My students have written many testimonials to me about how the culture of their school with modeling the SPARK physical education program has changed. Some of these schools wrote grants and adopted using SPARK. Here is one of the student testimonials:

“At the end of class at USC, I just wanted to say thank you! SPARK has really changed classroom management for me. My students know that Thursdays are SPARK days, and they are extra good those days in order to earn SPARK time at the end of the day. I honestly feel more confident in teaching physical education even though I was no good at it when I was in school. Dr. Hilton, thank you so much for all of your patience and understanding, kindness, passion, and wisdom!! I know this class was only one credit or unit, but I learned so much about classroom management and instructional strategies. It blows my mind!

Rebekah Hwang – Student
University of Southern California – Los Angeles, CA”

SPARK has not only changed my students’ teaching quality, and the communities they teach, but has changed my perspective of how valuable SPARK is. If the bottom line is for our classroom teachers to incorporate physical education, then SPARK is the biggest bang for the buck.

Click here to learn more about SPARKuniversity resources!

Making Fitness Personal: 4 Steps to Fitness Ownership

Tuesday, July 19th, 2016

IMG_0148

By: Dr. Scott Townsend and Dr. Derek Mohr, Appalachian State University

Students Motivated?

Ever wonder about the best ways to motivate and make fitness personally meaningful for all students? If so, you’re not alone. To help, we want to share some proven strategies focused on student empowerment and inclusion that, when implemented properly, can help you motivate each student to achieve their personal best and take ownership of their fitness.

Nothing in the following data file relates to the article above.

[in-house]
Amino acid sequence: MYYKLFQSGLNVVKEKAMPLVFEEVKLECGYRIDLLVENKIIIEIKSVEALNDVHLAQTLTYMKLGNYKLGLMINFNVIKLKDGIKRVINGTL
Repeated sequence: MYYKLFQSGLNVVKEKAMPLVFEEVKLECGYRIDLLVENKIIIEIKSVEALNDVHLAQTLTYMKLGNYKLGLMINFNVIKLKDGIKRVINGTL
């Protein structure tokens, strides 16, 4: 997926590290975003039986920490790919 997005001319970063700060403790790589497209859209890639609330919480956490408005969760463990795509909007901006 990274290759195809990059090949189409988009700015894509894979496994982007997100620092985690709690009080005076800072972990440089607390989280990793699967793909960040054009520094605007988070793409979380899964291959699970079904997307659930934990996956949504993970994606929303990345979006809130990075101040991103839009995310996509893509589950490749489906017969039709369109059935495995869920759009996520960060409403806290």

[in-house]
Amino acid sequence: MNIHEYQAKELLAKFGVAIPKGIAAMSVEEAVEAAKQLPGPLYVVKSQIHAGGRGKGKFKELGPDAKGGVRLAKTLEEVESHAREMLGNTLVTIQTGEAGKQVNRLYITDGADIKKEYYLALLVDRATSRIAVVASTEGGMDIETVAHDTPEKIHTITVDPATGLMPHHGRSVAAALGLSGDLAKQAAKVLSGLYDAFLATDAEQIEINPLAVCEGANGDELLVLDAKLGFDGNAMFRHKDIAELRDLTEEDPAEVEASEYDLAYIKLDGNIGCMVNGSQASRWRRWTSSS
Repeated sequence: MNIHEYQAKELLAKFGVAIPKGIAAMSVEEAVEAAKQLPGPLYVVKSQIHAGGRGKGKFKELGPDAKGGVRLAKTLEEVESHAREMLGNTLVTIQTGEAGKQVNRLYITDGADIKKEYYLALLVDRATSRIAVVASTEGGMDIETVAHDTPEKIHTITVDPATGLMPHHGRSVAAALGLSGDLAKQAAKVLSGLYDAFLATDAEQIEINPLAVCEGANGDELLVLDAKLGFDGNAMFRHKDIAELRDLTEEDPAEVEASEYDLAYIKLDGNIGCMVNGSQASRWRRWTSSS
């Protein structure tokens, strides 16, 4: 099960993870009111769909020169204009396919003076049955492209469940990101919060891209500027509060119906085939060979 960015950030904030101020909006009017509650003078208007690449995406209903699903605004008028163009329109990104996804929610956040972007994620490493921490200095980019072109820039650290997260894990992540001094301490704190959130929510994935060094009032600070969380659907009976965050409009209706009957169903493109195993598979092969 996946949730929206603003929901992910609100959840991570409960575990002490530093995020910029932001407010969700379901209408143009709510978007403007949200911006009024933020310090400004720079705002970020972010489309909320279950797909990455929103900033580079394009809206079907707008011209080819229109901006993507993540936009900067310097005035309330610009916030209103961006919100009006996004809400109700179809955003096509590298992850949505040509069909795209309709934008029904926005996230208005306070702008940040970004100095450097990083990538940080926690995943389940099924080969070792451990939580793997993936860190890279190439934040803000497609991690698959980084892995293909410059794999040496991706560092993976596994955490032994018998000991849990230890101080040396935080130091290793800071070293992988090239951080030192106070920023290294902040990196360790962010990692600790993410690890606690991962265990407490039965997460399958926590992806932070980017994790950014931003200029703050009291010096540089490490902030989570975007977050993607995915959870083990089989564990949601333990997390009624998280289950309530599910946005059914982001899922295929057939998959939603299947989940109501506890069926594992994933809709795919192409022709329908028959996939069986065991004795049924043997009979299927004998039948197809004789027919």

Empowerment Strategies

Strategies that offer responsibility, choice and meaning give students greater ownership over their personal wellness. These strategies include:

Meeting Psychological Needs

  • Competence – students can perform activities well and with confidence.
  • Autonomy – students have options and can choose activities in which to engage.
  • Relatedness – students have a partner, small group, or team to encourage and support them.

Authenticating PE

  • Teachers create personally relevant, socially meaningful, highly engaging experiences for students.

Providing Leadership Opportunities

  • Teachers design positions of and chances for responsibility in which students engage.

A Sample 4-Step Empowerment Process

SPARK has designed a 4-step process for High School PE, where students have the option to earn SPARK Fitness Instructor Certification in a variety of content areas. The process is highlighted below and in the SPARK SFI Certification 101.

1. Master – basic movements and/or routines

In this step, the teacher is helping students remediate and refine individual movement competency.

  • Example: students master basic yoga poses or a “fun” salutation routine.

2. Create – a program or routine

At this point students develop a personalized fitness routine and/or program applying knowledge and skills.

  • Example: students select and sequence yoga poses to create a fully personalized yoga routine.

3. Lead – a fitness routine or station

Next, students showcase leadership and personal and social responsibility by guiding others in a fitness activity.

  • Example: students lead classmates through the personal routines created in step 2.

4. Pass Test – to demonstrate knowledge

Lastly, students complete a written assessment to ensure that they know the content well.

  • Example: students take a yoga quiz and must pass with at least 80% to earn the SFI Yoga Certification.

Next Steps

Make fitness personal for your students by:

  • Applying the empowerment strategies outlined above.
  • Implementing the example 4-step empowerment process in your own PE program.